In 2014, much of the Department moved to the new Physical Sciences Complex (PSC). Highlights of the building include beautiful architecture, windowed office space for grad students, a grad student lounge, and a state-of-the-art visualization lab for state-of-the-art simulations and displays of large datasets.
This Department is associated with the following research units and facilities:
- Center for Research and Exploration in Space Science and Technology II (CRESST II): Partnership between UMCP, UMBC, USRA, and NASA/Goddard, with an emphasis on high-energy astrophysics.
- Joint Space Science Institute (JSI): Partnership between Astronomy, Physics, and NASA/Goddard, with an initial emphasis on high energy astrophysics, especially black holes. Established 2010.
- Laboratory for Millimeter Wave Astronomy (LMA)
- Center for Theory and Computation (CTC): Astronomy Dept. center for theory- and computation-related research programs.
- Discovery Channel Telescope (DCT)
- Zwicky Transient Facility (ZTF)
- PDS Small Bodies Node
|Last Name||First/Middle Name||Graduate Faculty Status||Academic Credentials||Positions|
|Diemer||Benedikt||Full Member||M.S., University of Manchester, 2008; Ph.D., University of Chicago, 2015.||Assistant Professor, Astronomy |
|Hamilton||Douglas P.||Full Member||B.S., Stanford University, 1988; M.S., Cornell University, 1990; Ph.D., 1994.||Professor, Astronomy |
|Harrington||J. Patrick||Full Member||B.S., University of Chicago, 1961; M.S., Ohio State University-Columbus, 1964; Ph.D., 1967.||Professor Emeritus, Astronomy |
|Harris||Andrew I.||Full Member||B.S., University of California-Davis, 1979; M.A., University of California-Berkeley, 1982; Ph.D., 1986.||Chair, Astronomy |
|Kempton||Eliza||Full Member||B.A. Middlebury College, 2003; Ph.D. Harvard University, 2009.||Associate Professor, Astronomy |
|Miller||M. Coleman||Full Member||B.S. Hillsdale College, 1984; M.S. California Institute of Technology, 1986; Ph.D. California Institute of Technology, 1990||Professor, Astronomy |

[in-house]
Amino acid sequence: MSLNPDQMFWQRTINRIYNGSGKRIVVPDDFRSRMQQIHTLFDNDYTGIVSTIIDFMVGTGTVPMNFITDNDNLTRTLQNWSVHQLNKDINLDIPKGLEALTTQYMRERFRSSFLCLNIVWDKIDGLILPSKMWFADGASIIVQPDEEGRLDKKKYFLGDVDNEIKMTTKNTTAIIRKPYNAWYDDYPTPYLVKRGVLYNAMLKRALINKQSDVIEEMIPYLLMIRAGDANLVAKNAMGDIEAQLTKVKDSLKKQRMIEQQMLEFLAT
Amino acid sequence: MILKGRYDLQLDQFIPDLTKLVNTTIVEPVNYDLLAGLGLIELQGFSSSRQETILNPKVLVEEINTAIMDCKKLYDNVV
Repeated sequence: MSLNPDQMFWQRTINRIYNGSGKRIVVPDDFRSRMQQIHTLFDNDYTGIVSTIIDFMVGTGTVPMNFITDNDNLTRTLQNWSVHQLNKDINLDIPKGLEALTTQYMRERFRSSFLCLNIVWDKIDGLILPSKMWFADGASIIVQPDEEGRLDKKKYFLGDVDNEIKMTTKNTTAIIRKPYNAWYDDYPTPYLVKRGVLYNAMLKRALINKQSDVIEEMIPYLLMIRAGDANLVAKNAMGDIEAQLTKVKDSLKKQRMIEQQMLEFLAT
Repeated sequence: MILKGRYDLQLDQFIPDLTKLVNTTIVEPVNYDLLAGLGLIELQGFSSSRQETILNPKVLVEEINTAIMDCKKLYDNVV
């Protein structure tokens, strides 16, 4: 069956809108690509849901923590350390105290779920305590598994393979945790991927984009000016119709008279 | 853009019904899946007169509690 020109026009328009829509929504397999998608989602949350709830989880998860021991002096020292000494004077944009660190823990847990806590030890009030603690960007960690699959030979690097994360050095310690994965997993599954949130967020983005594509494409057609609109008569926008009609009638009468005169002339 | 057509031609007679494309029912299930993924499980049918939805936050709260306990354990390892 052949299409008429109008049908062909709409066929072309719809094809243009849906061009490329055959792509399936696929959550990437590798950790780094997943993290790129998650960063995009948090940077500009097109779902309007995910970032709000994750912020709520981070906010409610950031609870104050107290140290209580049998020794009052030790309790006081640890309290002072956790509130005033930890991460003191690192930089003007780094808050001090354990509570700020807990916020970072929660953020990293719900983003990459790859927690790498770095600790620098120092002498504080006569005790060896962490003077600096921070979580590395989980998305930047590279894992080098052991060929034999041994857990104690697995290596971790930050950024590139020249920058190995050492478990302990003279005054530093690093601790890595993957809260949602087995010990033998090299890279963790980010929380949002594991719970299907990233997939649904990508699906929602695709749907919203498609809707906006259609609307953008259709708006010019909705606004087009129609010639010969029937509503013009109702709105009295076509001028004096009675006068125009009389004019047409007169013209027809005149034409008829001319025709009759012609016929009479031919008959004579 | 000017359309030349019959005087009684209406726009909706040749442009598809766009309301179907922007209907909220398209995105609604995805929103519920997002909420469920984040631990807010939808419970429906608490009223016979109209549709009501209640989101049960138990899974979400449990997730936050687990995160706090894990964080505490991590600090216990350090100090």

|Mundy||Lee G.||Full Member||B.S., California Institute of Technology, 1977; Ph.D., University of Texas-Austin, 1984.||Professor, Astronomy |
|Mushotzky||Richard||Full Member||B.S. Massachusetts Institute of Technology, 1968; M.S. University of California San Diego, 1971; Ph.D. University of California San Diego, 1976||Professor, Astronomy |
|Papadopoulos||Konstantinos Dennis||Full Member||B.Sc, University of Athens-Greece, 1960; M.Sc, Massachusetts Institute of Technology, 1965; Ph.D.,University of Maryland-College Park, 1968.||Professor, Physics |
|Richardson||Derek C.||Full Member||B.S., University of British Columbia, 1990; Ph.D., University of Cambridge, 1993.||Professor, Astronomy |
|Ricotti||Massimo||Full Member||B.S./M.S., University of Florence, 1996; M.S., University of Colorado-Boulder, 1999; Ph.D., University of Colorado-Boulder, 2001.||Associate Professor, Astronomy |
|Sunshine||Jessica M.||Full Member||B.S., Brown University, 1988; M.S., Brown University, 1989; Ph.D., Brown University, 1993.||Professor, Astronomy |
|Veilleux||Sylvain||Full Member||B.S., University of Montreal, 1984; M.S.,University of California-Santa Cruz, 1986; Ph.D., 1989.||Professor, Astronomy |
|Vogel||Stuart N.||Full Member||B.A., Williams College, 1975; Ph.D., University of California-Berkeley, 1983.||Professor, Astronomy |